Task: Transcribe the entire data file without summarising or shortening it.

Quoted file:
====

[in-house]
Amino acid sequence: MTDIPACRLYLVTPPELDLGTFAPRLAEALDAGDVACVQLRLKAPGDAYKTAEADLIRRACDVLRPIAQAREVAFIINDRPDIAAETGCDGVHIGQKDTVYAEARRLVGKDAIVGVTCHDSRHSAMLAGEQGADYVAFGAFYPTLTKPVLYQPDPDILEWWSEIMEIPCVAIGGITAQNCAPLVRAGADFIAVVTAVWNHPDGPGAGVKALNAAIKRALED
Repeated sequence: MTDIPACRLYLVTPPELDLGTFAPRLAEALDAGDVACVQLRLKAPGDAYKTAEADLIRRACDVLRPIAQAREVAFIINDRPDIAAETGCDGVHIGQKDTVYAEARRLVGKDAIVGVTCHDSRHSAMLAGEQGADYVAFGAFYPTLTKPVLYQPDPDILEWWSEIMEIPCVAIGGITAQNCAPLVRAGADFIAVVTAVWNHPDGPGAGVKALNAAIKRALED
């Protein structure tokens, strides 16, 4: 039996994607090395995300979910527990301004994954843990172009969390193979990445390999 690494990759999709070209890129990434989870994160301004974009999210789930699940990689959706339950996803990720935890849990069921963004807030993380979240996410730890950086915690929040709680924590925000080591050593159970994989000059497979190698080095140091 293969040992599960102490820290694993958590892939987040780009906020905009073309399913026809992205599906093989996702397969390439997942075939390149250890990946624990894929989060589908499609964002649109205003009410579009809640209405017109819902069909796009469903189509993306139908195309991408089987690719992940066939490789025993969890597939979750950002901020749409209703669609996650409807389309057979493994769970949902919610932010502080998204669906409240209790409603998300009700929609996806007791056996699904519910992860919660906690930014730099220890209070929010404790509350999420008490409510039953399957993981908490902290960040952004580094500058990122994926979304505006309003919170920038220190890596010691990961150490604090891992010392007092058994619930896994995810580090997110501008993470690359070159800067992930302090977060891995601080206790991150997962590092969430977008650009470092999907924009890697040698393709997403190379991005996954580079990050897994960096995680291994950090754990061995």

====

[in-house]
Amino acid sequence: MTDIPACRLYLVTPPELDLGTFAPRLAEALDAGDVACVQLRLKAPGDAYKTAEADLIRRACDVLRPIAQAREVAFIINDRPDIAAETGCDGVHIGQKDTVYAEARRLVGKDAIVGVTCHDSRHSAMLAGEQGADYVAFGAFYPTLTKPVLYQPDPDILEWWSEIMEIPCVAIGGITAQNCAPLVRAGADFIAVVTAVWNHPDGPGAGVKALNAAIKRALED
Repeated sequence: MTDIPACRLYLVTPPELDLGTFAPRLAEALDAGDVACVQLRLKAPGDAYKTAEADLIRRACDVLRPIAQAREVAFIINDRPDIAAETGCDGVHIGQKDTVYAEARRLVGKDAIVGVTCHDSRHSAMLAGEQGADYVAFGAFYPTLTKPVLYQPDPDILEWWSEIMEIPCVAIGGITAQNCAPLVRAGADFIAVVTAVWNHPDGPGAGVKALNAAIKRALED
């Protein structure tokens, strides 16, 4: 039996994607090395995300979910527990301004994954843990172009969390193979990445390999 690494990759999709070209890129990434989870994160301004974009999210789930699940990689959706339950996803990720935890849990069921963004807030993380979240996410730890950086915690929040709680924590925000080591050593159970994989000059497979190698080095140091 293969040992599960102490820290694993958590892939987040780009906020905009073309399913026809992205599906093989996702397969390439997942075939390149250890990946624990894929989060589908499609964002649109205003009410579009809640209405017109819902069909796009469903189509993306139908195309991408089987690719992940066939490789025993969890597939979750950002901020749409209703669609996650409807389309057979493994769970949902919610932010502080998204669906409240209790409603998300009700929609996806007791056996699904519910992860919660906690930014730099220890209070929010404790509350999420008490409510039953399957993981908490902290960040952004580094500058990122994926979304505006309003919170920038220190890596010691990961150490604090891992010392007092058994619930896994995810580090997110501008993470690359070159800067992930302090977060891995601080206790991150997962590092969430977008650009470092999907924009890697040698393709997403190379991005996954580079990050897994960096995680291994950090754990061995």